The right wing was observed to be continuous from the root outboard to a point several feet short of the wingtip. The root section of the wing remained attached to the fuselage. Both the flap and aileron remained attached, however, the position of the flap could not be determined. The aileron was buckled and deformed at its mid-span section in an aftward direction, and in line with the strut attach points along the chord-line (refer to DIAGRAM I and photograph 7).

The forward and aft struts were observed to have remained attached to the fuselage attach points. Much of the wing fabric covering the upper surface of the wing was torn off. The forward and aft wood spar beams were exposed within the wing. The aft spar was observed to display multiple fore and aft bending type breaks between the wing root and strut attach points, whereas the forward spar was observed to display extensive up and down splintering along the spar's lateral axis (refer to photographs 8 and 9) especially outboard of the strut attach point.

Both the complete forward and aft right wing spar, excluding only small splinters of wood were located at the aircraft's ground impact site, although the spars were broken as previously described (refer to panoramic photograph 10).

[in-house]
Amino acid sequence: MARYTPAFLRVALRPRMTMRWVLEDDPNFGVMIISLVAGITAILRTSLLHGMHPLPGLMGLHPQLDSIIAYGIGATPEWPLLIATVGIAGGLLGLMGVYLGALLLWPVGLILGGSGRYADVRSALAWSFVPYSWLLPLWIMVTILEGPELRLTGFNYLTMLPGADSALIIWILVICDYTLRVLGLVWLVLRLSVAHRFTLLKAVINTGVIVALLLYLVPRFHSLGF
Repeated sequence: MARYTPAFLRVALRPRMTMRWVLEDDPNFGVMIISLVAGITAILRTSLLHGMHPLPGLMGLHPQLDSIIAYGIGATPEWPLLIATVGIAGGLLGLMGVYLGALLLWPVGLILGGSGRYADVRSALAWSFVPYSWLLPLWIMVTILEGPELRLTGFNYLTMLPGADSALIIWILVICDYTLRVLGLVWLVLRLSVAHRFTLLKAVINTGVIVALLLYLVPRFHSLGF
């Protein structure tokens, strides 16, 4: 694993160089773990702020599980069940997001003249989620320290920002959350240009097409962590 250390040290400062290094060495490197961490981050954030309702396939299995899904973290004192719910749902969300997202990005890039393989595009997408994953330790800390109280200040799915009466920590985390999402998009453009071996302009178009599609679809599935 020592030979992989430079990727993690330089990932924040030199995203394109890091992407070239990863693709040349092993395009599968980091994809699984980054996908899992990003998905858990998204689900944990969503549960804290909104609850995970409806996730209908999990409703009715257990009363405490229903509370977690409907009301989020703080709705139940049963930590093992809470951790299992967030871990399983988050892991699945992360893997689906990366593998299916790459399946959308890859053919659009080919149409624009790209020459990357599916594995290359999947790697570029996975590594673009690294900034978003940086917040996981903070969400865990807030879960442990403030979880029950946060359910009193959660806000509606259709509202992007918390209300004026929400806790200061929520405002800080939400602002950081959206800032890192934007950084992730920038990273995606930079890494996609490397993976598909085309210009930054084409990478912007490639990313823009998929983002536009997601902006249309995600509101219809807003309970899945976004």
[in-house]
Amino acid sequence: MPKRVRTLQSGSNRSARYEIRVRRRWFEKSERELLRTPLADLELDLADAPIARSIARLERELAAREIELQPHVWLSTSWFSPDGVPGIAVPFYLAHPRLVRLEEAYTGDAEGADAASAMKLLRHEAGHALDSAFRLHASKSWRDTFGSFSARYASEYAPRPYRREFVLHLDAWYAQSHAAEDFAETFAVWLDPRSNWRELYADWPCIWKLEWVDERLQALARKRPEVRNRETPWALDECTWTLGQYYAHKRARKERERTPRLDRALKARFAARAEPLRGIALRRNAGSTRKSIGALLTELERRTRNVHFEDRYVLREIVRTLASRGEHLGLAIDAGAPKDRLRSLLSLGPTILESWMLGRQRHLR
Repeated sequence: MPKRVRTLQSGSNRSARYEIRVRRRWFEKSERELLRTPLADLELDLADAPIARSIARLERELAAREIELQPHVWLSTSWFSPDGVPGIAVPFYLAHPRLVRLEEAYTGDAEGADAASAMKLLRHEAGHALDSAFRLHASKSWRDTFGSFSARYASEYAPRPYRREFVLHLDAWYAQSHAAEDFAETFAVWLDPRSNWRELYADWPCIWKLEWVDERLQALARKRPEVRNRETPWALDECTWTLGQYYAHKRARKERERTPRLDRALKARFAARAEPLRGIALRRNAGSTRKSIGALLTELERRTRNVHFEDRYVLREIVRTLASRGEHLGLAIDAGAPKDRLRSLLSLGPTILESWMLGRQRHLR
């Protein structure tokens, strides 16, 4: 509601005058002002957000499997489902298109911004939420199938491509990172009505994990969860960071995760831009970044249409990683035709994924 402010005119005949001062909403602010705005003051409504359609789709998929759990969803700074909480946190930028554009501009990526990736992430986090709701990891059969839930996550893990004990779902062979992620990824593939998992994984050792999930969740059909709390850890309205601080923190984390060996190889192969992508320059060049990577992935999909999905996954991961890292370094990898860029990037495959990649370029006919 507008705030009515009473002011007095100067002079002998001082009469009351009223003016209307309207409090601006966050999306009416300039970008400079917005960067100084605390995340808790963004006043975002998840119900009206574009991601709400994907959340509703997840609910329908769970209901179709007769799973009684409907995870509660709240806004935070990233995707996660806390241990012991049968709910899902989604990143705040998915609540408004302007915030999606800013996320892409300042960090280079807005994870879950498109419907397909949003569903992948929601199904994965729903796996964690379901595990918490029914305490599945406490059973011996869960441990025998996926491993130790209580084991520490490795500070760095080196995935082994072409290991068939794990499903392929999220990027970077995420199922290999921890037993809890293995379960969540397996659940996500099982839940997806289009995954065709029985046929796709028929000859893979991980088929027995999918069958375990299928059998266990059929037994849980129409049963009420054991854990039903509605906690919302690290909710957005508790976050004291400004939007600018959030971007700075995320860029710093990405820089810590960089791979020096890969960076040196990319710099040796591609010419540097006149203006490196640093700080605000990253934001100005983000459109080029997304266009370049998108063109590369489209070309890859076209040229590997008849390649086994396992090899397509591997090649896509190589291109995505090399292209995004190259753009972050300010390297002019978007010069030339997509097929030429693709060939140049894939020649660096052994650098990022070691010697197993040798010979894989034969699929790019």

A distinct impact impression in the mud was observed slightly forward of the leading edge of the right wing and in line with the outboard section of the forward wing spar stiffener plates. Numerous small fragments of white paint chips, similar to the white paint found on the metal leading edge of the wing were noted along the impression edge towards the fuselage (refer to photograph 11). The impression ended abruptly as did the paint chips. A section of forward wing spar including a piece of the bottom outboard stiffener plates (fore and aft) was observed within the water filled crater. The inboard section matched the remainder of the stiffener plate area for the forward right wing spar. The piece was separated from the forward wing spar outboard of where the strut attaches to the spar (refer to photograph 11). A closer inspection of this separated piece of spar and stiffener plates displayed a "wing up" bending deformation pattern and extensive longitudinal (spar) splintering of the wood fiber structure outboard of the stiffener plates. The longitudinal splinter matched the consistency of that observed at the inboard section of the remaining outboard forward right wing spar section (arrow 2 from photograph 10). The right wing tip cap was not at the primary ground impact site.